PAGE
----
For the largest Native American reservation, the journey to naming a new president now has an end site. The Navajo Nation Council approved legislation to hold a primary election on June 2 and a general election on August 4 the Daily Timesreported.
The vote was held during a special session in Window Rock on December 30 and saw only Charles Damon II voting against the bill according to the Navajo Times.
The controversy over the Navajo Presidential race started prior to the original November 4 general election deadline, when candidate Chris Deschene’s Navajo fluency was called into question by two primary election opponents. Ultimately, Deschene was disqualified and removed from the ballots.
Deschene’s attorneys asked for the order throwing Deschene out of the race be dismissed on December 29 citing that the hearing officer who issued it also did not qualify for his job. The Navajo law on fluency was enacted in the early part of the 90s and requires any candidate running for the presidential office to be a fluent speaker of Navajo. Deschene continues to argue that he has met the requirements and that fluency is a matter of opinion.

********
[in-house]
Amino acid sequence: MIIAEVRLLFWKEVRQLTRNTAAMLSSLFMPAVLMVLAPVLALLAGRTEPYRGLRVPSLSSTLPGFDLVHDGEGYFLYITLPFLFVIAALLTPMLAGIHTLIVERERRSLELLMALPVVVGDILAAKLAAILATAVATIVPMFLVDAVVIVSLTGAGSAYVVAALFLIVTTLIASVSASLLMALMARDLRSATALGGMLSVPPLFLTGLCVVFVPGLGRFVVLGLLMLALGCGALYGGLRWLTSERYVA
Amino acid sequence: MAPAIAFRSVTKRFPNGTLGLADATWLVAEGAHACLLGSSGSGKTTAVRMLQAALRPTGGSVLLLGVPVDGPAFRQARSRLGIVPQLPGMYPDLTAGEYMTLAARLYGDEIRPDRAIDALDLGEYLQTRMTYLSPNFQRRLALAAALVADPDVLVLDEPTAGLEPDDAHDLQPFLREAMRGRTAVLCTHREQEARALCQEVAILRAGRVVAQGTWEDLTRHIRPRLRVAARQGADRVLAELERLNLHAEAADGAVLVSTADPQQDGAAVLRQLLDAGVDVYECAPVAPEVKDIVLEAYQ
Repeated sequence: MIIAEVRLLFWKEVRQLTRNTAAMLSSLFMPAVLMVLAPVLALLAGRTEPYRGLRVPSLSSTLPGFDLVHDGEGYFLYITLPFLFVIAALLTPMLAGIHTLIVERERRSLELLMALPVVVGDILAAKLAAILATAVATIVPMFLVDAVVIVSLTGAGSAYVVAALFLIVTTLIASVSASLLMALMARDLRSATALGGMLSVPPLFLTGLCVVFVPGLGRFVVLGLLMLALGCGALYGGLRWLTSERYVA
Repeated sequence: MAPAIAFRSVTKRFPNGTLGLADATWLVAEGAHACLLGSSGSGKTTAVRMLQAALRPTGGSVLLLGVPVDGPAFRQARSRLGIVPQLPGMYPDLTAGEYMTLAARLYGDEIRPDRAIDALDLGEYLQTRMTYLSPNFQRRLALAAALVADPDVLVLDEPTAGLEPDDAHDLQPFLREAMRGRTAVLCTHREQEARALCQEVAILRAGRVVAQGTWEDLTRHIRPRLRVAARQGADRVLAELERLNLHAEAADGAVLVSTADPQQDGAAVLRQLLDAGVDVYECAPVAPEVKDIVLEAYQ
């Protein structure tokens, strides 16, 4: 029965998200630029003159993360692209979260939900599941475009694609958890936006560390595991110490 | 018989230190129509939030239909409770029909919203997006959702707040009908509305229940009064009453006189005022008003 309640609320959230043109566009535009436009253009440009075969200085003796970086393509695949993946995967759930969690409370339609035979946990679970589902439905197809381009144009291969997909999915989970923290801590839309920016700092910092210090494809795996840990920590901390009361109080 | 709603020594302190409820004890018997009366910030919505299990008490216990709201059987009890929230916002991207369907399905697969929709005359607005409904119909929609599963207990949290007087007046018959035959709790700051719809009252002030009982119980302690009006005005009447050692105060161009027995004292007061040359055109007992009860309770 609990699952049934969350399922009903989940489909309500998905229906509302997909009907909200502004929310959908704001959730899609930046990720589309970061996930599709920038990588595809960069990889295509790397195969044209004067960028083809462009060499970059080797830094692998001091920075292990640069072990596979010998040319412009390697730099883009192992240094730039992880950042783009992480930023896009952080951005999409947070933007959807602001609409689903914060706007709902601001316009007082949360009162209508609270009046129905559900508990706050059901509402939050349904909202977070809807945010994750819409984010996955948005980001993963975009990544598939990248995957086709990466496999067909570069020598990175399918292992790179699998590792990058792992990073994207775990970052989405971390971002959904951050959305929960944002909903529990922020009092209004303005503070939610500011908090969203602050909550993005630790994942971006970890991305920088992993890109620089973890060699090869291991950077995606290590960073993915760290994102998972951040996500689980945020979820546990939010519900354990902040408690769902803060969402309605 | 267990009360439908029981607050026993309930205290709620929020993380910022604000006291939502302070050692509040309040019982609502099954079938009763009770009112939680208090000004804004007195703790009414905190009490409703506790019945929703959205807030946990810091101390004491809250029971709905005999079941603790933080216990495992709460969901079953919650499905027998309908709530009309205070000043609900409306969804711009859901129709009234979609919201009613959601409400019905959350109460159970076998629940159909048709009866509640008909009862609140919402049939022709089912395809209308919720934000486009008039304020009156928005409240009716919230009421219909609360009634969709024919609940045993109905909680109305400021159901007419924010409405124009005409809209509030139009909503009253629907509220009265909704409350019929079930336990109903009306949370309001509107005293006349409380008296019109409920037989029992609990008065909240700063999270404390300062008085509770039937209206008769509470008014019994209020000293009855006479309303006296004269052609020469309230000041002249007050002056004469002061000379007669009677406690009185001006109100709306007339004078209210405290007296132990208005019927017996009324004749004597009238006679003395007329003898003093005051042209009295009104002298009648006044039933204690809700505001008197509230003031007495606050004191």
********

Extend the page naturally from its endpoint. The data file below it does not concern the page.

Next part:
The turmoil brought about legislation from the Navajo Nation Council that sought to eliminate the language requirement but that was quickly vetoed by current Navajo President Ben Shelly on December 31.
The new bill however, reopens the primary election race to the 17 candidates who ran in the August 28 primary according to the Associated Press. Those candidates could run again and have the $1,500 filing fee waived, while new candidates could be added to the mix and pay the fee.